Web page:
Master’s thesis proposal – Microbial community composition in wastewater activated sludge at varying retention time


Activated sludge (AS) is the most common method to treat wastewater and is globally the largest application of a biotechnological process. The activated sludge process relies on microorganisms to remove contaminants and the excess biomass that is formed is used for energy production as biogas. However, a large share of the microorganisms are kept in the system via the return sludge (see Figure). The retention time of the AS in the wastewater basins, referred to as solids retention time (SRT), needs to be higher than the time it takes for the microorganisms to multiply. Otherwise the microorganisms will be washed out from the wastewater treatment plant (WWTP). However, it can be desirable to have short SRT, because then a large share of the wastewater organic matter can be transformed to biogas, since less will be oxidized by the microorganisms to carbon dioxide (CO2) and lost in the atmosphere.

The SRT also determines the selection pressure on the microorganisms in the AS, where a short SRT is expected to select for fast growing microorganisms over slow growers. The microbial community composition in AS also depend on other factors that are set by the WWTP operator, such as aeration regimes, and on factors that are less controlled, such as the composition of microorganisms in the influent wastewater and seasonal changes (variations in temperature and rain which dilutes the wastewater). Despite >100 years of operation of AS plants, the knowledge about which microorganisms are present in AS at different conditions is still incomplete and the importance of the different factors is under debate.

Figure. A simplified layout of an activated sludge wastewater treatment process.


This project focus on the effect of SRT on the evolution of the AS microbial communities. It will investigate sludge sampled from Sjölunda WWTP (Malmö, Sweden) at gradually increasing SRT in a parallel set-up consisting of several separate basins with separate AS. This provide a unique opportunity to compare full-scale processes and enables statistical evaluation.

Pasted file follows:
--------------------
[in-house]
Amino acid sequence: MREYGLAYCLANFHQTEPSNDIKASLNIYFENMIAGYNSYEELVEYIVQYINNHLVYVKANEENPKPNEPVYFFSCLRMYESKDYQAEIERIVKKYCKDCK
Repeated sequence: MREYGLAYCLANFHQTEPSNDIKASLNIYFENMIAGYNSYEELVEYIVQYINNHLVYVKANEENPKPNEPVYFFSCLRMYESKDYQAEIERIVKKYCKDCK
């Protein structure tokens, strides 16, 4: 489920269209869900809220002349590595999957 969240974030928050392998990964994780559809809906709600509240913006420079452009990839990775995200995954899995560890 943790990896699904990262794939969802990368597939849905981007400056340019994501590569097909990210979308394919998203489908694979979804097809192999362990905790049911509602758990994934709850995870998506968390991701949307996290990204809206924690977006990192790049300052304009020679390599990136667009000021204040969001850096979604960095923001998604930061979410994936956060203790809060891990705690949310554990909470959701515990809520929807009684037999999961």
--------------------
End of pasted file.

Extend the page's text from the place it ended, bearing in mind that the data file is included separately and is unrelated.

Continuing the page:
The aim is to address the question whether the microbial community composition and dynamics is systematic in AS at decreasing SRT and provide data on which organisms thrive at which conditions. Established ecological theories will be tested as explanatory models of the obtained results.


The microbial communities will be investigated by high throughput amplicon sequencing (MiSeq platform) of the 16S rRNA gene. This will provide data on the detailed community composition in the AS at a number of time points for several separate AS basins. By bioinformatics, communities will be compared and visualized using multivariate statistical tools. The workflow consists of labwork in molecular microbiology at Chalmers (DNA extraction, PCR amplification, gel-electrophoresis, DNA purification). Sequencing will be conducted at a Core Facility (outside the Chalmers lab). Bioinformatics will be performed using established pipelines in R and/or other environments.


Spring 2017


Frank Persson, assistant professor, Water Environment Technology (WET), Civil and Environmental Engineering, Chalmers University of Technology,
David Gustavsson, research leader, Sweden Water Research,